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  5. "Marcus is not a woman."

"Marcus is not a woman."

Translation:Marcus non est femina.

August 28, 2019



Is "Marcus est non femina." a possible alternative?


It was described to me as "awkward, but not wrong". So theoretically, yes, but you're better keeping "non" before the verb it's negating (even if something else comes in between).


"Marcus est non femina" doesn't look right. It would be like "Marcus woman is not" in English – it looks weird... But "Marcus femina non est" works, because the verb at the end of the sentence works in Latin.


Yes it is. In Latin, we don't have a sentence hierarchy, but it is common put the verb in the final of the sentence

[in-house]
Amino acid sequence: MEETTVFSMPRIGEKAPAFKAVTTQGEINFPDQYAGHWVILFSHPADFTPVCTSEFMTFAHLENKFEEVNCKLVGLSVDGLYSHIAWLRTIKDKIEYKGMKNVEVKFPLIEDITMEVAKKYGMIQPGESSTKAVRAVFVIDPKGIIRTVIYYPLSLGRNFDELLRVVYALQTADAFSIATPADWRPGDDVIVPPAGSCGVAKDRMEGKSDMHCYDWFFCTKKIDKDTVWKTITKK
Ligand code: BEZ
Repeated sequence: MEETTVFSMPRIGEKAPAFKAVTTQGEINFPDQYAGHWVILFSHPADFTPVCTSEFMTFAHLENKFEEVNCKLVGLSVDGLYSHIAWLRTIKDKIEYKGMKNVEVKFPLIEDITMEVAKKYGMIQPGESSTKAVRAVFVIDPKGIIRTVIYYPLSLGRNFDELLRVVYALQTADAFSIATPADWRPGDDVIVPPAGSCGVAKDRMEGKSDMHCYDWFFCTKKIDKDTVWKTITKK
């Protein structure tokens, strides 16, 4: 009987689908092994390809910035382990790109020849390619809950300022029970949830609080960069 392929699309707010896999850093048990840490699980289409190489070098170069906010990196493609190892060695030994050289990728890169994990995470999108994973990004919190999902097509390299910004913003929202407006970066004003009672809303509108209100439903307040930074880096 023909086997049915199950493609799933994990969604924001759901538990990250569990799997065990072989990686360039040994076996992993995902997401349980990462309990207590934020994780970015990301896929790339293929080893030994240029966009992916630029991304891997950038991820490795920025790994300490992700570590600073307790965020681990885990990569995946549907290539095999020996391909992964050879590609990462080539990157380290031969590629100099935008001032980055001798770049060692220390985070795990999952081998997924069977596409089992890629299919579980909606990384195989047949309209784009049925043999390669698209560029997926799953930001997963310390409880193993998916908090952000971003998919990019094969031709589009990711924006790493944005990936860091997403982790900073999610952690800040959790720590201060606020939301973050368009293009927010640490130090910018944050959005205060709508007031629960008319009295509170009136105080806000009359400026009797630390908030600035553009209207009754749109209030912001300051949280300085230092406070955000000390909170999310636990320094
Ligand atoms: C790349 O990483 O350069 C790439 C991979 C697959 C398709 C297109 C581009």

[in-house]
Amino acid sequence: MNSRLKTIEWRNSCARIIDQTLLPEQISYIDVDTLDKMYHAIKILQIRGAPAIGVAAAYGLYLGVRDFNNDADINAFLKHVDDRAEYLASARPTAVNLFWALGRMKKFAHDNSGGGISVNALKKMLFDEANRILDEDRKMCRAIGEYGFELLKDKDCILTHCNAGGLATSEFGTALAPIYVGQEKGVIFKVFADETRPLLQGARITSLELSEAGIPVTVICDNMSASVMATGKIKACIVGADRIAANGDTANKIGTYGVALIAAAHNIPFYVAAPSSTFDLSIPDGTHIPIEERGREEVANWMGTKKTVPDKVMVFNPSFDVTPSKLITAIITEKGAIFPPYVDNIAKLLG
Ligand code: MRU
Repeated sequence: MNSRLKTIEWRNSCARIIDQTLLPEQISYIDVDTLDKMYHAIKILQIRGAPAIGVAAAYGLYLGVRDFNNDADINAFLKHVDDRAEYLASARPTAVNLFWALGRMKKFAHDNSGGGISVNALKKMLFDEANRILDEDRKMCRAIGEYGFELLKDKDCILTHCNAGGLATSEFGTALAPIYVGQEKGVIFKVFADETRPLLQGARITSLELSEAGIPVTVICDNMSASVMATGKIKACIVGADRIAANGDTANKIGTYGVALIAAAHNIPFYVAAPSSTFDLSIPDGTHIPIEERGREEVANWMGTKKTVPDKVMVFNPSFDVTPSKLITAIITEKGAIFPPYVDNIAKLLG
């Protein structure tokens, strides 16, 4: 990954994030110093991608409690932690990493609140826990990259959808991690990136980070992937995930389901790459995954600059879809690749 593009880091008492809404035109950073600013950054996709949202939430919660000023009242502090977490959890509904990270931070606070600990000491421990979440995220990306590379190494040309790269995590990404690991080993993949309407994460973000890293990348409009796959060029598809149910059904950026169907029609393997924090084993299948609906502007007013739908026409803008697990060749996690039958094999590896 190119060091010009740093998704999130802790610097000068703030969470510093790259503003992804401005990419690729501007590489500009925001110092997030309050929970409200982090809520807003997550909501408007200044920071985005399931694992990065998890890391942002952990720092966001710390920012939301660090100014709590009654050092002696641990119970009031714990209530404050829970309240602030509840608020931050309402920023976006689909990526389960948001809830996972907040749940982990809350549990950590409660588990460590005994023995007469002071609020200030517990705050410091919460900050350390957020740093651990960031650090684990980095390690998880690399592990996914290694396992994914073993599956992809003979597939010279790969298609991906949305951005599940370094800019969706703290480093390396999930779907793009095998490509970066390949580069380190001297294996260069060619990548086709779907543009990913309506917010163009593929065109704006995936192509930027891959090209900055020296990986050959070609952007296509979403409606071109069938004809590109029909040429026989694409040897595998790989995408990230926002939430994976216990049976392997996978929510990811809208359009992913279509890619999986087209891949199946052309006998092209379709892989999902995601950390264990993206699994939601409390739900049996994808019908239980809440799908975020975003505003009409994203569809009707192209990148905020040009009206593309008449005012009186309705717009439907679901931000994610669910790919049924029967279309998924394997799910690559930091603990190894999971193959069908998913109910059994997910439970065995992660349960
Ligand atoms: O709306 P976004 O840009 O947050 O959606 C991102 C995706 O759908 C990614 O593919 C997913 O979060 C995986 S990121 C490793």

"Marcus femina non est" worked for me -- is this a correct (and non-awkward) translation?


With the "being" verbs: sum, es, est... Both nouns are nominative (neither is taking action on on toward the other). This is like most (all?) Romance and Germanic languages.


What's the difference between est and es



"es" is "to be" for the 2d person singular "est" is "to be" for the 3d person singular


Because copula verbs can always be a little weird, is it still preferable (I understand it's not obligatory) for esse to come at the end of the sentence? And if so, is it also preferable to place it at the end when it's negated, or is it more common perhaps to place it in the middle, to emphasize the "non?" If it's at the end, would it be "Marcus femina non est?"

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